We all get hurt. We all experience emotional trauma at some level and at some point in our lives.
It could be the loss of a friend, a job, our health, or a marriage. None of us escapes the agony of heartache.
And here’s something I learned the hard way: If you don’t deal with grief, grief will deal with you.
Years ago, I went through a long season of one devastating loss after another. Rather than facing the losses and agonizing over the pain I felt in a healthy way, I pressed on, positively confessed my way to overcoming, worked harder, and declared my faith in the goodness and plan of God.
I’m sure some people thought I was an incredible man of faith.
Certainly, pressing on is better than quitting.
Being positive is better than being negative.
And, of course, God is good and always has a plan.
But ignoring, stuffing, or glossing over your sorrow is a surefire recipe for some form of mental, spiritual, or physical disaster.
I realize now (too late) that not grieving adequately over what I lost ultimately cost me much more than I could have ever imagined.
Unexpressed and unresolved grief is like a burrowing worm that slips into our hearts and minds. The pain may not be evident on the surface, but the holes and damage go deep and weaken the very structure of our souls.
Unfortunately, in our Western culture, we are often told directly or indirectly that it’s okay to mourn; just don’t overdo it. Shed a few tears. Feel bad for a day or two (maybe even a week), but don’t wallow in your loss for Pete’s sake.
Rather than encouraging us to grieve for as long as it takes, well-meaning friends tell us, “I feel your pain, bro, but you gotta move on. Shake it off and keep on keeping on.”
Sadly, we are uncomfortable allowing people the time and space to wail as needed.
We don’t know what to say to those in pain, so we often say something stupid.
Someone we love with all our hearts dies, and we are told, “At least they are in a better place.”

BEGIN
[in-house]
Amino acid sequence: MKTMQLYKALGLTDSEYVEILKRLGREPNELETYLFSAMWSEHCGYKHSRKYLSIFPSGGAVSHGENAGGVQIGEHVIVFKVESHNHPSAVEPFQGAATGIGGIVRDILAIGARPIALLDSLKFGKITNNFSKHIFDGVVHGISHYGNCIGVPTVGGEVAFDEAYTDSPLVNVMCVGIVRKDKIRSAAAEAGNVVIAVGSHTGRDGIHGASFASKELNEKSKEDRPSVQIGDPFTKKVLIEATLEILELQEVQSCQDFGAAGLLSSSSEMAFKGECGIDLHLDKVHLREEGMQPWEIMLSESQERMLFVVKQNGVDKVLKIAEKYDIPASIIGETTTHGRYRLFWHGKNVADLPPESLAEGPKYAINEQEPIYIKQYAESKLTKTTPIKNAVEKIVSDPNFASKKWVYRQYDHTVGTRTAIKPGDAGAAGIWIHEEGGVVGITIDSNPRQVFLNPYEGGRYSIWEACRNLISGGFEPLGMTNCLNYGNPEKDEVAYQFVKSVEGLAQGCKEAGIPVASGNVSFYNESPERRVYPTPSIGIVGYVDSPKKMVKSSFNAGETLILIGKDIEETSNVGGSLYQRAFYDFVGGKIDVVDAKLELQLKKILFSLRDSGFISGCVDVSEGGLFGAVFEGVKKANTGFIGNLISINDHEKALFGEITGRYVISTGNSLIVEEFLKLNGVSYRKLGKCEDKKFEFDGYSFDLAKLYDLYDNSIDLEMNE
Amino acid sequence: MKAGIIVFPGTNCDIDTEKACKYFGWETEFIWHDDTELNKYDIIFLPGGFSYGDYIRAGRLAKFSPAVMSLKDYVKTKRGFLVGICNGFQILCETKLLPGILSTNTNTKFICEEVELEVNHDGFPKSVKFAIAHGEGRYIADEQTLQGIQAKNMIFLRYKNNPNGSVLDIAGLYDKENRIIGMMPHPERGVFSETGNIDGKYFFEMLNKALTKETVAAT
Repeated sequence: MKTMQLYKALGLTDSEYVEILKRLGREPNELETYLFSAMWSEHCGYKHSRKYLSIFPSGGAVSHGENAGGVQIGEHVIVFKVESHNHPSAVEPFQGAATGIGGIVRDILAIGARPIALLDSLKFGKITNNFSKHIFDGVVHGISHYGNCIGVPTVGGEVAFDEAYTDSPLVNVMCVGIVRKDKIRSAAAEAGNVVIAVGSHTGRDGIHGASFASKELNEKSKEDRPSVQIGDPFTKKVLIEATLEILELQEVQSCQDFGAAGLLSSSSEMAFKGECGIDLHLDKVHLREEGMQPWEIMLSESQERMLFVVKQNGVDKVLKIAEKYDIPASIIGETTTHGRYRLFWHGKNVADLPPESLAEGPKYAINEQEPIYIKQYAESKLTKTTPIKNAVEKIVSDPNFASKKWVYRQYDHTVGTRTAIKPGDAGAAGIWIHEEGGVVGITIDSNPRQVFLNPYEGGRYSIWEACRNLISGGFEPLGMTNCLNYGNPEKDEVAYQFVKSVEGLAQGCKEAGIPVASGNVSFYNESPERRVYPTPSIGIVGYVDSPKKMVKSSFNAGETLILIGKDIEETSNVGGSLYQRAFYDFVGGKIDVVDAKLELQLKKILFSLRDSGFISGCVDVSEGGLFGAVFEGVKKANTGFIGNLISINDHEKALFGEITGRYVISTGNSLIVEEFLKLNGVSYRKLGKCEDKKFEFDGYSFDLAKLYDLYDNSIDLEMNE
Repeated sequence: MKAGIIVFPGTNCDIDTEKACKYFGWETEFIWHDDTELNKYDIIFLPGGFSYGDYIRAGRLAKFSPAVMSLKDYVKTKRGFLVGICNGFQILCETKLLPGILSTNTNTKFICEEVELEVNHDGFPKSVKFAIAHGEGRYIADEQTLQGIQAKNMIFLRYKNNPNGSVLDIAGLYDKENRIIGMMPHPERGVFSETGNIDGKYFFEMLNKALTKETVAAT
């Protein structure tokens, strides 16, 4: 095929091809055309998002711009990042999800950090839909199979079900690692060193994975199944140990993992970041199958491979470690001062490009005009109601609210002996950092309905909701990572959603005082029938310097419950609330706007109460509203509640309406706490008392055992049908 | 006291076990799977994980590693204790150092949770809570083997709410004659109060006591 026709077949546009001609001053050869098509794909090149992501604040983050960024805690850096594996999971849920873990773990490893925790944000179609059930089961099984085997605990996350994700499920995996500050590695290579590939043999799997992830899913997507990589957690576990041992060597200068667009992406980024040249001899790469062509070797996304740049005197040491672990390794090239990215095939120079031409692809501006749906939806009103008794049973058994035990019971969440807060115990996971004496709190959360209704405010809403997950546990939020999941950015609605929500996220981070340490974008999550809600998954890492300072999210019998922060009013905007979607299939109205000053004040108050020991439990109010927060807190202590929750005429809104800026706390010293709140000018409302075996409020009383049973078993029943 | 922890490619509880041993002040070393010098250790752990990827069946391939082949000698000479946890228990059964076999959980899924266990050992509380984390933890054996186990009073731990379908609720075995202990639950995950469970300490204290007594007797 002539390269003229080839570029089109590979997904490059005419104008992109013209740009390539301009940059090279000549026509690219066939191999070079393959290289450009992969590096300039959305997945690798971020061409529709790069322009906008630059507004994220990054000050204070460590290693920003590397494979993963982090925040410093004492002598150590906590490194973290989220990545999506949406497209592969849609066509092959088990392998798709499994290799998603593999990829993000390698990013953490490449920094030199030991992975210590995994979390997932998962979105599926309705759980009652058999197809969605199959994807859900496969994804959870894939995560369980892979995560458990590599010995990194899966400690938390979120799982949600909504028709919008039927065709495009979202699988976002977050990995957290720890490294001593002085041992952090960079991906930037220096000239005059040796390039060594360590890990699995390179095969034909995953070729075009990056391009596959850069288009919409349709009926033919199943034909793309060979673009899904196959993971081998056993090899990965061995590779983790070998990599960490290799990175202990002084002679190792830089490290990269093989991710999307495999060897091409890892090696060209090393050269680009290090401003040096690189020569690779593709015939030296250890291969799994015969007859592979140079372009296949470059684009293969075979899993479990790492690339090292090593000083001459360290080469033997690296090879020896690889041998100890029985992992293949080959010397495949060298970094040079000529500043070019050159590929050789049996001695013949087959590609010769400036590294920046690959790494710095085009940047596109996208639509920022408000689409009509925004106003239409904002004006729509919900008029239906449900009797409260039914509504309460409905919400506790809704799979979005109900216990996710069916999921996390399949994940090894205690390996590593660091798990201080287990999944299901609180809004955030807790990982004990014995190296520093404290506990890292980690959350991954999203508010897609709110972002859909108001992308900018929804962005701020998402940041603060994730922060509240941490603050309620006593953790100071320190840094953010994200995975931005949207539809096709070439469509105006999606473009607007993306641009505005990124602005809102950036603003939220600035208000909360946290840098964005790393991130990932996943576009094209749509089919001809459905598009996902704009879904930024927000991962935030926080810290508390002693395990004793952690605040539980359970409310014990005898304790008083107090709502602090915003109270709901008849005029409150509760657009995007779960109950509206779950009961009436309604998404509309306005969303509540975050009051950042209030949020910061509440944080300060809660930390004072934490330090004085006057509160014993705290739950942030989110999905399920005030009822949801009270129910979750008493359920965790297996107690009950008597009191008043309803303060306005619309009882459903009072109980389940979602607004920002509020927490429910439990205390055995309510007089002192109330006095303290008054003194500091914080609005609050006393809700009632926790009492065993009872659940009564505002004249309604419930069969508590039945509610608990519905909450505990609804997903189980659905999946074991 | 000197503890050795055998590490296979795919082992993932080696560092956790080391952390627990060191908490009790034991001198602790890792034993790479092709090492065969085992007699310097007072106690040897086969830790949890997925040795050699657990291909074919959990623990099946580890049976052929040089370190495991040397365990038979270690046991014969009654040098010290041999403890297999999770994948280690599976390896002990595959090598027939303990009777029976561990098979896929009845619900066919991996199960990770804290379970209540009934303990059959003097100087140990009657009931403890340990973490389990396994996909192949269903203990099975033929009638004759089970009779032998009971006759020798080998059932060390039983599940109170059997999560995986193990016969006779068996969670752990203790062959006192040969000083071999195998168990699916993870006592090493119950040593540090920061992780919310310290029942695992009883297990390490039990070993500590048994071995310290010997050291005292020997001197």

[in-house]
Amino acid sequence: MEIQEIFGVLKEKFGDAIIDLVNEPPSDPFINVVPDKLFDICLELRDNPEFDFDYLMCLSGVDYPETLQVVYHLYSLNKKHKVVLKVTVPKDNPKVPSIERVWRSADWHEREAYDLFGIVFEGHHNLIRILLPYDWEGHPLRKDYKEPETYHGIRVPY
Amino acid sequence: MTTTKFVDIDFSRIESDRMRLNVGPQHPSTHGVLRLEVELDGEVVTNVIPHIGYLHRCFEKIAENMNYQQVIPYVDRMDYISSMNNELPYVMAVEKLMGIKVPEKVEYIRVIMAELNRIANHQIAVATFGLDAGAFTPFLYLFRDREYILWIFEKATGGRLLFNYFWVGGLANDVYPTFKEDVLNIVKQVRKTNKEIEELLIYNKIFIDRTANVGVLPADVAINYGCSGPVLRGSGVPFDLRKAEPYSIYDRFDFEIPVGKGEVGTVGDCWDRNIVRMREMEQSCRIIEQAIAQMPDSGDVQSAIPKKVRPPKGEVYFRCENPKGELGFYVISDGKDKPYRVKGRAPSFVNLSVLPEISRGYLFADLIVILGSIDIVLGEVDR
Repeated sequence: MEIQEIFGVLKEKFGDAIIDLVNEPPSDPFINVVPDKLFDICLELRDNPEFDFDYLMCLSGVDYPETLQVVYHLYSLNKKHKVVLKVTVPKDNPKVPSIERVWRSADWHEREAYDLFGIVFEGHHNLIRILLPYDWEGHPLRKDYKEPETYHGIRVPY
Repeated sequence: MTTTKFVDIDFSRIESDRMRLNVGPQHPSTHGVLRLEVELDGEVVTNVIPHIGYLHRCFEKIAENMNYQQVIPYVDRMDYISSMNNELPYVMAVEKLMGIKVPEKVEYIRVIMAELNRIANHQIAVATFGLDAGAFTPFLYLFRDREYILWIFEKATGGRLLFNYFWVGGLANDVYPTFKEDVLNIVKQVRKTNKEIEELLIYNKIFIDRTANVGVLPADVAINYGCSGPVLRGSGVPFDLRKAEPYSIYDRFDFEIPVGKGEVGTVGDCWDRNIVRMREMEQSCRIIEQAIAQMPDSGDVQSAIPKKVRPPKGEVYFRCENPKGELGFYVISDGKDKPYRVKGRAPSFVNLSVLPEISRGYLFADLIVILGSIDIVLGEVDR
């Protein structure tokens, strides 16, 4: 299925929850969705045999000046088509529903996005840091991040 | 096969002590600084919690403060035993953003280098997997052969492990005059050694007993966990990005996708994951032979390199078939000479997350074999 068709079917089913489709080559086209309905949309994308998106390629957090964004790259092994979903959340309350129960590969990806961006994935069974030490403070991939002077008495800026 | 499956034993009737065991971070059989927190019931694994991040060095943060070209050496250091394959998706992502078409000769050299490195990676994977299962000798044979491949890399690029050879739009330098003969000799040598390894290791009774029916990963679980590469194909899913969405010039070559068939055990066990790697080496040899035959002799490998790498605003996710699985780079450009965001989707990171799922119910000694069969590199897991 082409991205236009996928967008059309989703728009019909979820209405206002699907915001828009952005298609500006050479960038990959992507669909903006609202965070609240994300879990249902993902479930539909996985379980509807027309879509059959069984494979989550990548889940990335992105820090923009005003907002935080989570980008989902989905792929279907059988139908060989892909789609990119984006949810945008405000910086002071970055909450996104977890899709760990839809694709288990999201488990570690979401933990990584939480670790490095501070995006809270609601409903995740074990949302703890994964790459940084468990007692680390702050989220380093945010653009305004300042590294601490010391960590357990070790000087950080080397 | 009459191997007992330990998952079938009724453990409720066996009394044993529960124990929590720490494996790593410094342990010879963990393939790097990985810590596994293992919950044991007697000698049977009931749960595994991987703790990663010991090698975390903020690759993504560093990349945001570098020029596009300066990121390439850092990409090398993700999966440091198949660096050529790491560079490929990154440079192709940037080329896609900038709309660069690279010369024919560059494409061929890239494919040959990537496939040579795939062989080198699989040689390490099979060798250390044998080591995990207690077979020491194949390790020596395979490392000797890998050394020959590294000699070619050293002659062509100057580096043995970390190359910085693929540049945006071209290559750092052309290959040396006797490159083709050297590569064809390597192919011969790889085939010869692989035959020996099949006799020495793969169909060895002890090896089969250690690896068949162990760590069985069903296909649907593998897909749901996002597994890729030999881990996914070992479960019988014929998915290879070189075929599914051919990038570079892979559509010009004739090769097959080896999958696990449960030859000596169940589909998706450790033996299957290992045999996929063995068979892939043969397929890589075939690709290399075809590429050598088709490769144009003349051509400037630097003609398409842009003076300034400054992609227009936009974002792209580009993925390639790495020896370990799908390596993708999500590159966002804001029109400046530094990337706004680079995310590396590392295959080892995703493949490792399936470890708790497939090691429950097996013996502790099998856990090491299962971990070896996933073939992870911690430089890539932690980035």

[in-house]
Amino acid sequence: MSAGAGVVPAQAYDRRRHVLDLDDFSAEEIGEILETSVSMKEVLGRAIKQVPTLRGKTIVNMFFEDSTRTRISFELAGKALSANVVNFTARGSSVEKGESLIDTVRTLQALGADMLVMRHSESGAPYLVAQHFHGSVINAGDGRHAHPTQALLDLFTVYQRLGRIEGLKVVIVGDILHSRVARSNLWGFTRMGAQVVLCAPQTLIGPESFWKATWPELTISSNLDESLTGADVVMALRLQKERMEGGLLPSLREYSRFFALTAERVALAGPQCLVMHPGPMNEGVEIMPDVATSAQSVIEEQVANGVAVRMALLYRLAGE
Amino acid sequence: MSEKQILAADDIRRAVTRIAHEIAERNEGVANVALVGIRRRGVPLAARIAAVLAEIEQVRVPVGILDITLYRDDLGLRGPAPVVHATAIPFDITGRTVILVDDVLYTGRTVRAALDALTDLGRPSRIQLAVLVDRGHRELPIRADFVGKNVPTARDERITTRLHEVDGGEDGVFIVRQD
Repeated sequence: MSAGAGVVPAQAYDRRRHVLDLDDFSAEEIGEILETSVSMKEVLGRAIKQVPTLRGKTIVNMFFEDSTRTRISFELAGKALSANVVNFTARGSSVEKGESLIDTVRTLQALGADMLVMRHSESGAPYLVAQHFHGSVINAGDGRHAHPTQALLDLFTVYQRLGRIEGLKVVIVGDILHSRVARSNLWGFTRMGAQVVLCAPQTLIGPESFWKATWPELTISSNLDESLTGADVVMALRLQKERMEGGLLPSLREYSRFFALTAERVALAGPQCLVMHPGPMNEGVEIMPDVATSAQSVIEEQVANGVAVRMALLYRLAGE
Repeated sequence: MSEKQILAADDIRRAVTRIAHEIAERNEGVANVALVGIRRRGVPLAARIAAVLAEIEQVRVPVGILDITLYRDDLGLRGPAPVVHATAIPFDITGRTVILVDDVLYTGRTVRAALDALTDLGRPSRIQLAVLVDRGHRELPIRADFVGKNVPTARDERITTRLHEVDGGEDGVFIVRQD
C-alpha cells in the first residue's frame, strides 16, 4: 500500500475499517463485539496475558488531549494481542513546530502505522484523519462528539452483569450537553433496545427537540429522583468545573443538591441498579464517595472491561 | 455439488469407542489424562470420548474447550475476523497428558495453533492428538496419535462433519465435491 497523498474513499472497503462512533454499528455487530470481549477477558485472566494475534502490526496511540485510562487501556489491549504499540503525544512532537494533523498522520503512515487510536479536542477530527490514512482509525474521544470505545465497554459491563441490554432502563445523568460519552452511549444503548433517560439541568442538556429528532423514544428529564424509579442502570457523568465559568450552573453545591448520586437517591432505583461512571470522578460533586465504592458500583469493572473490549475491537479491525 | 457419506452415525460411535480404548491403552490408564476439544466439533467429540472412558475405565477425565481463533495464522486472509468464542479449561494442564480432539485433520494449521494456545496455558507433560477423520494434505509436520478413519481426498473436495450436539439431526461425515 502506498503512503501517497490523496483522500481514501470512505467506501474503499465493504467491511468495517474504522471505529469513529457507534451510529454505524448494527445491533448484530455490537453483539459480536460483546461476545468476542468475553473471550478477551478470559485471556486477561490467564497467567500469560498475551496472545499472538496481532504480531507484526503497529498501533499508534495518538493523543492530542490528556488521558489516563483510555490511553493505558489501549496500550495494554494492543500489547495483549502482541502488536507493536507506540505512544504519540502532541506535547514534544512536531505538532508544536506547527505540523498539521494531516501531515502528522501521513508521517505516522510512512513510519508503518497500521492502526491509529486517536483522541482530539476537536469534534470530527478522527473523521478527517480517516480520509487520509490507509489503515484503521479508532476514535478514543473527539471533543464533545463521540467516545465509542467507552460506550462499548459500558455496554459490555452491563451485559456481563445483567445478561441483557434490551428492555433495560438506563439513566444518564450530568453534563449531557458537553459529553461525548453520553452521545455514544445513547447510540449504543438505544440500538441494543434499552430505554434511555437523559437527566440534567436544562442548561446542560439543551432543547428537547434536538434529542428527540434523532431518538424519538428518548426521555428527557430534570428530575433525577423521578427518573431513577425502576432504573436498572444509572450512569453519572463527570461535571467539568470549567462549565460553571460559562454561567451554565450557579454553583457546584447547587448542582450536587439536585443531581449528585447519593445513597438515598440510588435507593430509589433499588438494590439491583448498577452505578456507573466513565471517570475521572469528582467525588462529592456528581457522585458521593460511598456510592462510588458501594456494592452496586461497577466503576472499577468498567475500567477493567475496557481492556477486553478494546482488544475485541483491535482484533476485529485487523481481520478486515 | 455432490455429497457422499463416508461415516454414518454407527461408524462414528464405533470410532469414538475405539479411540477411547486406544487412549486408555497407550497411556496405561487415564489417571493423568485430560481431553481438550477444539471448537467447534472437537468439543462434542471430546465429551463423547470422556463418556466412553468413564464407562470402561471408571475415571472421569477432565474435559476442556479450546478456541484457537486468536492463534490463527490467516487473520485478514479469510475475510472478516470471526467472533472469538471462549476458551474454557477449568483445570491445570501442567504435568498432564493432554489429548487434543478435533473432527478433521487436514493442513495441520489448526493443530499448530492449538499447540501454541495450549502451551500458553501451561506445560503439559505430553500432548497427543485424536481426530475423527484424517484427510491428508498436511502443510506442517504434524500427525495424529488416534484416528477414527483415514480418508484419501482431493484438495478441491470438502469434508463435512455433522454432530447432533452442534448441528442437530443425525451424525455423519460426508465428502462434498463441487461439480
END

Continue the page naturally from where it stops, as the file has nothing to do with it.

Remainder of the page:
A best friend betrays us, and insult is added to injury when someone says, “Sorry, but everybody goes through rejection; even Jesus had His Judas.”
And who is ever helped or truly encouraged by hearing, “Well . . . it could be worse.”
Or “Hang in there, time heals all wounds.” (For the record, time doesn’t heal anything.)
Almost always, the best thing to say is nothing. Grieving friends typically need a long, uninhibited hug, not our “wise” or profound words of counsel.
The best way to face the challenge of grief is with a good friend who will wail, yell, maybe swear a bit, and pound the floor with you as they lay on their face next to you in utter agony.
Weeping with those who weep is a lost art in our modern-day quick-fix culture.
Regrettably, I still suck at grieving, but I know it’s something I must work at, so I am getting better.
Yet, some broken part of my mind still whispers at times: Grown men don’t cry; godly men of great faith rise up rather than break down.
But then I remember Jesus wept. Jesus grieved. Jesus cried out in agony when in pain. He was all God, but He was all human too.
I love this quote by Sarah Dessen, “Grieving doesn’t make you imperfect. It makes you human.”
Struggling with sorrow?
Welcome to the human race on this side of eternity.
He was despised and rejected by men,
A Man of sorrows and acquainted with grief.
Isaiah 53:3 (NKJV)